Flexibility vs. Security - Why Organisations Can Have It All
Learn the Benefits of an SD-Wan Environment from Paul German, CEO of Certes Network
Every organisation is on a mission to achieve agility; if 2020 taught us anything, it's that the need to be flexible is essential in order to adapt and thrive in new and uncertain environments. The increased adoption of technology in all forms - from increased connectivity, to the cloud or collaboration tools for remote working - has greatly enabled organisations to achieve this. Powered by the adoption of software-defined wide area networking (SD-WAN) technology, organisations have been able to take advantage of this new-found flexibility, ease of management and ability to scale, but many have realised that the compromise to data security is too big a risk.
The dichotomy is real: ignoring the benefits that SD-WAN technology can bring only leads to dated and costly solutions being used for connectivity; not only impeding the ability to realise the real-world direct cost savings available with SD-WAN, but also limiting the scope for building the future-proof agile environment that's needed as part of any organisation's ongoing digital transformation. On the other hand, for the public sector and other highly regulated industries in particular, securing data has never been a simple task, but adopting an SD-WAN model has only highlighted that traditional security solutions are no longer enough. These solutions simply do not have the flexibility, performance or interconnectivity that SD-WAN connections require, and because of this, data is increasingly being left unprotected and vulnerable to malicious actors. The numerous data breaches that the industry has seen over the last few years are only proof of this.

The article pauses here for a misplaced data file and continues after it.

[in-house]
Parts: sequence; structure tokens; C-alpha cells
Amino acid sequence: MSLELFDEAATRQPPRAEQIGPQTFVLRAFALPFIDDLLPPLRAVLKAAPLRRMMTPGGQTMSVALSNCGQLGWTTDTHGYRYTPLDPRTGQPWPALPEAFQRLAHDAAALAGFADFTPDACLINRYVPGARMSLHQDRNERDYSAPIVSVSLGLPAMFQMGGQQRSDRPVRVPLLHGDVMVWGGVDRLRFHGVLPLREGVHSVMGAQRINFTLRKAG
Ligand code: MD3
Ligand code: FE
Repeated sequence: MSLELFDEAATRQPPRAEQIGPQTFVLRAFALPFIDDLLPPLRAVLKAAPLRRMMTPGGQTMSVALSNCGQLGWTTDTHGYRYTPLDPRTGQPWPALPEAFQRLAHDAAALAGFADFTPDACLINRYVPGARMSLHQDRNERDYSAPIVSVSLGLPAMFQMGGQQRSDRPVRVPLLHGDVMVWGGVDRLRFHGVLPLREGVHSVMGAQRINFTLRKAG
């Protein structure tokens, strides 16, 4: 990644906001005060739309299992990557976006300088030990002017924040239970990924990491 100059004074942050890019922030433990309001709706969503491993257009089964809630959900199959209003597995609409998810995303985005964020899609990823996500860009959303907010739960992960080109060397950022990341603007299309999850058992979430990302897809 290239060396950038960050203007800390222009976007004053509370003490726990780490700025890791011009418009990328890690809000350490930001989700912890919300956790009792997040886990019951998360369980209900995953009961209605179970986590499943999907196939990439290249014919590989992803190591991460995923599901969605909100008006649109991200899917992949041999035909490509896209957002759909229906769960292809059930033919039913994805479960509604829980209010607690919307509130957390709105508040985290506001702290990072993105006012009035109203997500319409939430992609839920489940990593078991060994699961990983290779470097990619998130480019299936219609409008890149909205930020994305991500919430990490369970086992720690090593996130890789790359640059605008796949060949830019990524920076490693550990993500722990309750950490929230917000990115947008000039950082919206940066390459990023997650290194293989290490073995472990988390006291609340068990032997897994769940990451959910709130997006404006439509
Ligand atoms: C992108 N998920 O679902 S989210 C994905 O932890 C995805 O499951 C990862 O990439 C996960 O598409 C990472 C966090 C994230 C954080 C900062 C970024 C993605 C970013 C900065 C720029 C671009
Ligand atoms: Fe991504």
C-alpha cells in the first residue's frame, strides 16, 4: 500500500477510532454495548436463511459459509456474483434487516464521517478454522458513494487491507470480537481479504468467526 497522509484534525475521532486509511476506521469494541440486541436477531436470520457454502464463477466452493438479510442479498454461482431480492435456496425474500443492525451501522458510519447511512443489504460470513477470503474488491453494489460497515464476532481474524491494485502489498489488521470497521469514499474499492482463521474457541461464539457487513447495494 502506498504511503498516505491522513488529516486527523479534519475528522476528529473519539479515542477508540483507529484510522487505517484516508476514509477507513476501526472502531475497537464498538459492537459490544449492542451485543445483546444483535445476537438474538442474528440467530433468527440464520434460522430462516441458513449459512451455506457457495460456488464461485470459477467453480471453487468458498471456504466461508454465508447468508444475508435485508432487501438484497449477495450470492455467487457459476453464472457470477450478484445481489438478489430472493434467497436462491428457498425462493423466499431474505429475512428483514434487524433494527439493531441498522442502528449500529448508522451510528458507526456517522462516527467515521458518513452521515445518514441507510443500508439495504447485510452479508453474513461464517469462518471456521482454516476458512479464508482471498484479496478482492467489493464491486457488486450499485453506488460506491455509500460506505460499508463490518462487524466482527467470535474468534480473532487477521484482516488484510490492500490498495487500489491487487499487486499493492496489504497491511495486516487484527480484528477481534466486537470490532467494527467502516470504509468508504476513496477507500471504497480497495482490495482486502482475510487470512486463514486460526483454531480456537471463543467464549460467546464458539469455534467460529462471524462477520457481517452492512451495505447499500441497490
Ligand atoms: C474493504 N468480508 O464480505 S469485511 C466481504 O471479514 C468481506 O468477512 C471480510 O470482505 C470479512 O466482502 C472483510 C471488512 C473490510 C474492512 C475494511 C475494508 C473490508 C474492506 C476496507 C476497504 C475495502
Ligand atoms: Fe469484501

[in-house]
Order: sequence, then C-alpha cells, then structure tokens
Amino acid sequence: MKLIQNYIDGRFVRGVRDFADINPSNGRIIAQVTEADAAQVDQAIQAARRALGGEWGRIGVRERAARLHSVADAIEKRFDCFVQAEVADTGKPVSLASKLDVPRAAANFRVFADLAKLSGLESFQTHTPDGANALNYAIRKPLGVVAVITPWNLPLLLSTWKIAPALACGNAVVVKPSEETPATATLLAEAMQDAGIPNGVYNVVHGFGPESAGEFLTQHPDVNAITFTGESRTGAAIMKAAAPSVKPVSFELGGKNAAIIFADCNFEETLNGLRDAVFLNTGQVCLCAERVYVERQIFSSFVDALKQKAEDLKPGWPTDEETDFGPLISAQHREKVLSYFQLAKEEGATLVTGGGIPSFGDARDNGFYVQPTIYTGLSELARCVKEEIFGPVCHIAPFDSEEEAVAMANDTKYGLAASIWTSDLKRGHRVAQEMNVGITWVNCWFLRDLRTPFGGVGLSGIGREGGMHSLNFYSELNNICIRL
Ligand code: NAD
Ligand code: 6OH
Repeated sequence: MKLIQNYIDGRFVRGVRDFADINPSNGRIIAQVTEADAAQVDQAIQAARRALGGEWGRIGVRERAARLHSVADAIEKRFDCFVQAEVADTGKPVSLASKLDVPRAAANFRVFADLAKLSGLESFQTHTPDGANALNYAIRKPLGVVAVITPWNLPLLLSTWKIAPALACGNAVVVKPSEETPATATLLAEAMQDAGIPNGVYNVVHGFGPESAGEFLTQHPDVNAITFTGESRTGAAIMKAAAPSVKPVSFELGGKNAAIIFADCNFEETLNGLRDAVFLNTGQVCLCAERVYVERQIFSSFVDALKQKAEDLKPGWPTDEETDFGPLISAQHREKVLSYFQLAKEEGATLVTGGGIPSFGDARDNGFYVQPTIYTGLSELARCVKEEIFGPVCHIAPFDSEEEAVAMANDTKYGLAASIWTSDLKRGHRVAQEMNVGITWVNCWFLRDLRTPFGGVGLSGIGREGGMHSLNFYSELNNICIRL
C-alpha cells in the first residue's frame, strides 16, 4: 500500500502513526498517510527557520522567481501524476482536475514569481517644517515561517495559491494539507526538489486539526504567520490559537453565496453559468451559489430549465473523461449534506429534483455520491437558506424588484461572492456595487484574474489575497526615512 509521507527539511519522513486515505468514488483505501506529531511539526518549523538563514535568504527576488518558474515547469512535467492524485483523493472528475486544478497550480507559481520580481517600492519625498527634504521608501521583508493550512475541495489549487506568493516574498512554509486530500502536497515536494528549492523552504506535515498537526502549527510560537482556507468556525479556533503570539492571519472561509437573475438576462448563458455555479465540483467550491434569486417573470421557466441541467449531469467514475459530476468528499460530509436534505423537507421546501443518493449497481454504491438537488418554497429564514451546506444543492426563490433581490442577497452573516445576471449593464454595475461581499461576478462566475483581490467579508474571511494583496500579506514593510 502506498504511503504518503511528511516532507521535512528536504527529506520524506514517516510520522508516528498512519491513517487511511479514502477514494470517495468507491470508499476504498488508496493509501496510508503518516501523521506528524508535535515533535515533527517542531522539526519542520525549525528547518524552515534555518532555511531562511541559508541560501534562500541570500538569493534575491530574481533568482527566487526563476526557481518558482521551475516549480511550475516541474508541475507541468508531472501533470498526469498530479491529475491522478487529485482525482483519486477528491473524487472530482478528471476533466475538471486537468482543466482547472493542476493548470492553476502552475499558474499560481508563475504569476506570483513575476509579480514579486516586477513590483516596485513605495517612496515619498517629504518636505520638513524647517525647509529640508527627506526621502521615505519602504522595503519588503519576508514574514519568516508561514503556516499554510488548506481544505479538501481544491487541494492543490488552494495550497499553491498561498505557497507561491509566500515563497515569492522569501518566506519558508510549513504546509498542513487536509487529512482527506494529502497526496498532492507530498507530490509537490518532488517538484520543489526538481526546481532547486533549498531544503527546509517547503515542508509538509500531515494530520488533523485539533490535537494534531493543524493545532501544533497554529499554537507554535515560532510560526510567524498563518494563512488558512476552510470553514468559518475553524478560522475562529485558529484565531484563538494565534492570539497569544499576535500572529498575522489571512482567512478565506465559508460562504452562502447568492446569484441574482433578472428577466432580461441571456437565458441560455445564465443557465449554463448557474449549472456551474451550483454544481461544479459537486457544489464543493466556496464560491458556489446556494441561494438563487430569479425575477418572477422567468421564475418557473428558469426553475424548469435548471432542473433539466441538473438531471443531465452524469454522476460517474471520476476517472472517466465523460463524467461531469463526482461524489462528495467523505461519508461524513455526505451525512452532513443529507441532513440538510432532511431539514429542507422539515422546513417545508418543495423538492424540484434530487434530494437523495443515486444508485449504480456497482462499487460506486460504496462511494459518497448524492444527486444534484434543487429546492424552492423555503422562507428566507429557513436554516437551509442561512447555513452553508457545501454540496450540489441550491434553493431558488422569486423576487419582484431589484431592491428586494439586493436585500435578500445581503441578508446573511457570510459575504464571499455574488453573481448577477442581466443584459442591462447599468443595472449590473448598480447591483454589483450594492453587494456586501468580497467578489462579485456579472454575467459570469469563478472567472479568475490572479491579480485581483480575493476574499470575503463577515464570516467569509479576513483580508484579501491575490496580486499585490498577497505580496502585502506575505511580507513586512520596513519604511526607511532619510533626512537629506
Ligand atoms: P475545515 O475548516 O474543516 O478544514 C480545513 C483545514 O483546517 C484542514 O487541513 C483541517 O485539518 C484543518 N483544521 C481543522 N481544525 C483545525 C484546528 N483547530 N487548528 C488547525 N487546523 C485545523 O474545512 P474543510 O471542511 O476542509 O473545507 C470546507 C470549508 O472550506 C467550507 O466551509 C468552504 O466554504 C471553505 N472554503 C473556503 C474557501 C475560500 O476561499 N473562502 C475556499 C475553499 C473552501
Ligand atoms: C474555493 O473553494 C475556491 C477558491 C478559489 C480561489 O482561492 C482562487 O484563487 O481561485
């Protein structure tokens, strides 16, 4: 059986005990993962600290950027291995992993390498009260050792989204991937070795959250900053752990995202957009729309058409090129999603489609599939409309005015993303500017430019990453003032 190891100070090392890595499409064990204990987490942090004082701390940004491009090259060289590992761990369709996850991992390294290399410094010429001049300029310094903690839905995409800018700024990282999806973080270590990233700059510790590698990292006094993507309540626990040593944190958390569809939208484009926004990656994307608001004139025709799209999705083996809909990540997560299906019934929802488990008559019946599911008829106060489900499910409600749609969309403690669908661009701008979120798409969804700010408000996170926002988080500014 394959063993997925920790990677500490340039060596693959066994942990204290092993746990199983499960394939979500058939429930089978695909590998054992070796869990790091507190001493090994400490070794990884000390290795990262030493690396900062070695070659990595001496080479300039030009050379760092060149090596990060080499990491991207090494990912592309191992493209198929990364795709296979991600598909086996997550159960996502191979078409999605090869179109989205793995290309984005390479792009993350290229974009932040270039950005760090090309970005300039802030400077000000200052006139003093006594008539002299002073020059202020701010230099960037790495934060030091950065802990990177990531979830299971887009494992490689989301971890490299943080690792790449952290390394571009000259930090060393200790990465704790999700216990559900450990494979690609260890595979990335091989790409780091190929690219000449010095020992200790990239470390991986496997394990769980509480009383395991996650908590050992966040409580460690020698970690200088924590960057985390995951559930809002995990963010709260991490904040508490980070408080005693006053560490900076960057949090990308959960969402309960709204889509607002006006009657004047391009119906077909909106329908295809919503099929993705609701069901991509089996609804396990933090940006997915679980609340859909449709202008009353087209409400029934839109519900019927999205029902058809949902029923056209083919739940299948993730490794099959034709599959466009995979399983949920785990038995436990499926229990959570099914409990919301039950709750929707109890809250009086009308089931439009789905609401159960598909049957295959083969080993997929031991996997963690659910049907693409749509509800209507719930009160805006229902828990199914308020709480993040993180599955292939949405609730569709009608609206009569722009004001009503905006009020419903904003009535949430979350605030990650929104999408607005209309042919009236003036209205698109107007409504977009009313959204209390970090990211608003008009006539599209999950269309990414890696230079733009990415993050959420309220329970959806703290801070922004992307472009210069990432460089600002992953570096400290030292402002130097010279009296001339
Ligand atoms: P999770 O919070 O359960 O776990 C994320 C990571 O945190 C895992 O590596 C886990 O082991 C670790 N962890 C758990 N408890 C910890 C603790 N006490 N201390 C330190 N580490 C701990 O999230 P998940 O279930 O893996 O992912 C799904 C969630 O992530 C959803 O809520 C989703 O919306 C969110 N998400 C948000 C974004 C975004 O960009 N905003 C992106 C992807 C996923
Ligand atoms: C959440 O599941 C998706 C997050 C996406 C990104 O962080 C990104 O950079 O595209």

Something clearly must change and organisations need to be able to deploy the benefits of SD-WAN with the confidence that the necessary controls are in place to ensure guaranteed levels of protection for high assurance data. As Paul German, CEO, Certes Networks, explains, a software-defined approach to data assurance will enable organisations to remain flexible and reap cost savings whilst ensuring their data is kept private and handled in accordance with compliance needs.
Turning business intent into business value
Business intent is defined by the key goals that an organisation sets out to meet with its data security strategy in order to achieve business value. For example, this could include being proactive to meet new and existing regulatory compliance requirements; being agile to move to hybrid environments; or being protected to keeping data secure and staying ahead of malicious actors.
Business value will be achieved when the organisation's data security posture is visible, scalable, observable, and above all, provable. In practice, a provable security strategy is quantifiable, measurable and outcomes-driven, and will turn data security into a strategic investment that mitigates risk and that delivers a quantifiable contribution to the overall value of the business.